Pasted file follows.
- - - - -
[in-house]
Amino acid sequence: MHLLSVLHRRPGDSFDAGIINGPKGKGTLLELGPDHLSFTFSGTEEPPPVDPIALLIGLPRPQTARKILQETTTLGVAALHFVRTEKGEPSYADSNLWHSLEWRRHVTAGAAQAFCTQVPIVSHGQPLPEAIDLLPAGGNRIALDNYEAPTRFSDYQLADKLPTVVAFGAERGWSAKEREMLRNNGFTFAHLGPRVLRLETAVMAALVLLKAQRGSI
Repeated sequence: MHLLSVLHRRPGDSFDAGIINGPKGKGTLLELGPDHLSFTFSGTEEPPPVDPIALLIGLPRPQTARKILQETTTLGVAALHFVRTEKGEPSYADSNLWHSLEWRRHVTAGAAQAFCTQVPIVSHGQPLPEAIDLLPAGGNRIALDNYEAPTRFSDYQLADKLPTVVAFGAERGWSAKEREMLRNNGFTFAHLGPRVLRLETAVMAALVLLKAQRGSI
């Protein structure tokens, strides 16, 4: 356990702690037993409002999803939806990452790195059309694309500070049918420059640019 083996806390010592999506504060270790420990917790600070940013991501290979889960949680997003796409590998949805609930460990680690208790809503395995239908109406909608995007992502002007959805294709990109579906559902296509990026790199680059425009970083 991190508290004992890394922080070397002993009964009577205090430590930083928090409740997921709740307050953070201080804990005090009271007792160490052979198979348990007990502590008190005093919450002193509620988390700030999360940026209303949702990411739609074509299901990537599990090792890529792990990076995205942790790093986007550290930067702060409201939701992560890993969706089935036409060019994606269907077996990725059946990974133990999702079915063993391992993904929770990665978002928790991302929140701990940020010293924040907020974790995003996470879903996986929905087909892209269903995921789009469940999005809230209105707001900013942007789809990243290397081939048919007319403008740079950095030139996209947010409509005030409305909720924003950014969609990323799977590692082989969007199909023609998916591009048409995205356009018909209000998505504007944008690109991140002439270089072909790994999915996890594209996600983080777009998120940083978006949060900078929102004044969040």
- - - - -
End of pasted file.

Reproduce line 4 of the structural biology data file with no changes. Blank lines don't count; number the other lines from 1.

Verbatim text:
């Protein structure tokens, strides 16, 4: 356990702690037993409002999803939806990452790195059309694309500070049918420059640019 083996806390010592999506504060270790420990917790600070940013991501290979889960949680997003796409590998949805609930460990680690208790809503395995239908109406909608995007992502002007959805294709990109579906559902296509990026790199680059425009970083 991190508290004992890394922080070397002993009964009577205090430590930083928090409740997921709740307050953070201080804990005090009271007792160490052979198979348990007990502590008190005093919450002193509620988390700030999360940026209303949702990411739609074509299901990537599990090792890529792990990076995205942790790093986007550290930067702060409201939701992560890993969706089935036409060019994606269907077996990725059946990974133990999702079915063993391992993904929770990665978002928790991302929140701990940020010293924040907020974790995003996470879903996986929905087909892209269903995921789009469940999005809230209105707001900013942007789809990243290397081939048919007319403008740079950095030139996209947010409509005030409305909720924003950014969609990323799977590692082989969007199909023609998916591009048409995205356009018909209000998505504007944008690109991140002439270089072909790994999915996890594209996600983080777009998120940083978006949060900078929102004044969040």